Numerous other texts of medicine, other than Charaka Samhita and Sushruta Samhita were regularly composed through the centuries, such as the Bhela Samhita, Kashyap Samhita, and Agnivesha tantra (which were even earlier than Charaka Samhita). Other notable contributions were Ashtanga Hridaya of Vagbhata (600 AD) and Madhav Nidana (700 AD).

 

The Ayurvedic tradition continued as a vigorous and expanding scientific tradition down into the 16th Century. Its medical literature is oriented practically and operationally, although apparently it had an ‘elective affinity’ for and an ongoing exchange with the classical Indian philosophies. 

 

The dominant intellectual influences on Ayurveda are those of the Samkhya and Vaisheshika Indian philosophies, although one also finds terms and notions from the Vedanta, Nyaya, Yoga and early Buddhist and Jain reflections. Ayurvedic texts were translated into Greek (by Cnidos in 300 BC), Tibetan and Chinese (300 AD), Persian (700 AD) and Arabic (800 A.D.)

Ayurvedic food.

 

Charaka Samhita (literally, treatise compiled by Charaka) is a Sanskrit work of great antiquity. It is an exposition of Ayurveda, the science of life, defined as the Science of the causes and symptoms of disease, of their treatment and of the maintenance of health (Sutra 1, 23). It also deals with the origin of medical science, the fundamental causes of conception and birth and of physical deformities.

 

The treatise contains a detailed classification and nomenclature of diseases— their Vyakhya (definition), Vyutpatti (etymology), Nidana (etiology), Poorva Roop (prodromata) and Roop (clinical picture), Samprapti (pathophysiology), Sadhya Sadhatva (prognosis), Chikitsa Sutra (line of treatment), Aushadha (drugs), Anna (diet) and Vihara (practices), etc. This conceptual framework and approach appear strikingly similar to contemporary medicine. 

 

The approach of Sushruta Samhita is similar to Charaka Samhita, but with special emphasis on surgery, which Sushruta describes as the first and foremost speciality. He has described various types of inflammation and various stages of inflammation, accidental wounds, burns, fractures.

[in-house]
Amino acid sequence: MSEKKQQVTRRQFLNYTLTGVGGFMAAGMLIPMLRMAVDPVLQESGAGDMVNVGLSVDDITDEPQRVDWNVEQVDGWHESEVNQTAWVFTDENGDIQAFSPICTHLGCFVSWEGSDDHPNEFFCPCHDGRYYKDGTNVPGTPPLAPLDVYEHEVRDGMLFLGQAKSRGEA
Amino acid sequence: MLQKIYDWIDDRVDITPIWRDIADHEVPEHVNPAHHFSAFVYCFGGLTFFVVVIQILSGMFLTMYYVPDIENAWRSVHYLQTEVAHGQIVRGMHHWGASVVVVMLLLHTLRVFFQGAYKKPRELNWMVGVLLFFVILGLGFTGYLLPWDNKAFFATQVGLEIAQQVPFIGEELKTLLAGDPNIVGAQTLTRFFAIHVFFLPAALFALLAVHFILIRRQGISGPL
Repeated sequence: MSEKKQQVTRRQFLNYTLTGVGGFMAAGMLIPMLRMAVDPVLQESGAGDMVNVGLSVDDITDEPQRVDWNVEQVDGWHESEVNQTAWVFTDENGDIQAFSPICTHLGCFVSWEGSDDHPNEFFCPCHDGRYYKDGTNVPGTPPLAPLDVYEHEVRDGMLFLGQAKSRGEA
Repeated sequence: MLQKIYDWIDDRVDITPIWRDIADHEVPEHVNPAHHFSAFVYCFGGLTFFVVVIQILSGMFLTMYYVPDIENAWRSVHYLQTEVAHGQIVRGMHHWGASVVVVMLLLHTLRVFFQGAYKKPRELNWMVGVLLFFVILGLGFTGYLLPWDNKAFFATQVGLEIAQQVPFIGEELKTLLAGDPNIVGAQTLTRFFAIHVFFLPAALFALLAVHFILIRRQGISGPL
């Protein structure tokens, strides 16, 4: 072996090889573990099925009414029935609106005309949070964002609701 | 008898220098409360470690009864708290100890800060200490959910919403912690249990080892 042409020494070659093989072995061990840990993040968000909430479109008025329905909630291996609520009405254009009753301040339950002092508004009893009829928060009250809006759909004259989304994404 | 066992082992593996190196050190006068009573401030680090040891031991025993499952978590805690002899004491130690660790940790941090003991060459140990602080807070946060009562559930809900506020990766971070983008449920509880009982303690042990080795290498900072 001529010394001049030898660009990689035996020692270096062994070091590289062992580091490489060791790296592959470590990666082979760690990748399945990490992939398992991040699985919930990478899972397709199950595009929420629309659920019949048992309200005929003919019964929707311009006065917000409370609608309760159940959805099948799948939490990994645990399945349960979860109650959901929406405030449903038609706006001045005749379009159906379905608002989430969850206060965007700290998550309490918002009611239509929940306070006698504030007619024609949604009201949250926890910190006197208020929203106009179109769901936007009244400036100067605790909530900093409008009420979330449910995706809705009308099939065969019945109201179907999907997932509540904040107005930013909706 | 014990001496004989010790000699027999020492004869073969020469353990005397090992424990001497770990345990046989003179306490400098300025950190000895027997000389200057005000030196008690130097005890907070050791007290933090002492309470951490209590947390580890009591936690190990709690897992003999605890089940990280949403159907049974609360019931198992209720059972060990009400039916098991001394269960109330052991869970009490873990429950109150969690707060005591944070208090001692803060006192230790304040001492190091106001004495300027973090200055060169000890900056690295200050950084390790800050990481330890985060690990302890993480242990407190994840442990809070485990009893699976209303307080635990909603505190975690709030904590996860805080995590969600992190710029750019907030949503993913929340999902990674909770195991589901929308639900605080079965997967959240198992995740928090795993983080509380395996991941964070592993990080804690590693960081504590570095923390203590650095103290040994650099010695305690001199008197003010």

Sushruta describes many major abdominal operations for intestinal obstruction, bladder stones etc. and also plastic surgery like rhinoplasty, crushing and extracting the foetus, delivering the foetus through abdominal operation, amputation of limbs and extraction of foreign bodies.

 

Sushruta described ‘Shalya’ or surgery as the highest in value among the therapies because of its ability of producing instantaneous relief by means of instruments and appliances. Sushruta has described 101 kinds of blunt instruments and 21 kinds of sharp instruments. 

 

The very first of these, Simhamukha Swastika (lion-faced forceps) is the precursor of the modern lion’s forceps.

 

The blunt instruments cover a wide range including forceps, pincers, trocars, speculums (nasal, aural, vaginal), finger guards, syringes, cannulae, dilators, catheters, clysters with eight kinds of bags and tubes, catheters, tubular appliances for inhalation, fumigation and disinfection of rooms, rods, probes of different shapes and sizes, foetus traction hooks, bone levers, directors and many others.

 

The accessories include thread (also caustic coated thread—‘Kshara sutra’ for the operation of fistula-in-ano), twine for ligature, bandages of 14 types, dressings, abdominal binders, various types of leather bags, bands and bandages, splints (made of bamboo and inner bark of trees), crutch, tendrils and creepers, cloth, spittle, suture material, caustic medicines and goat’s guts. 

 

The sharp instruments include knives and scalpels (many varieties), saws, ring scalpels, needles, scissors, trikurcha (tripleneedle trocar), axes, awls, toothscalers and sharp hooks.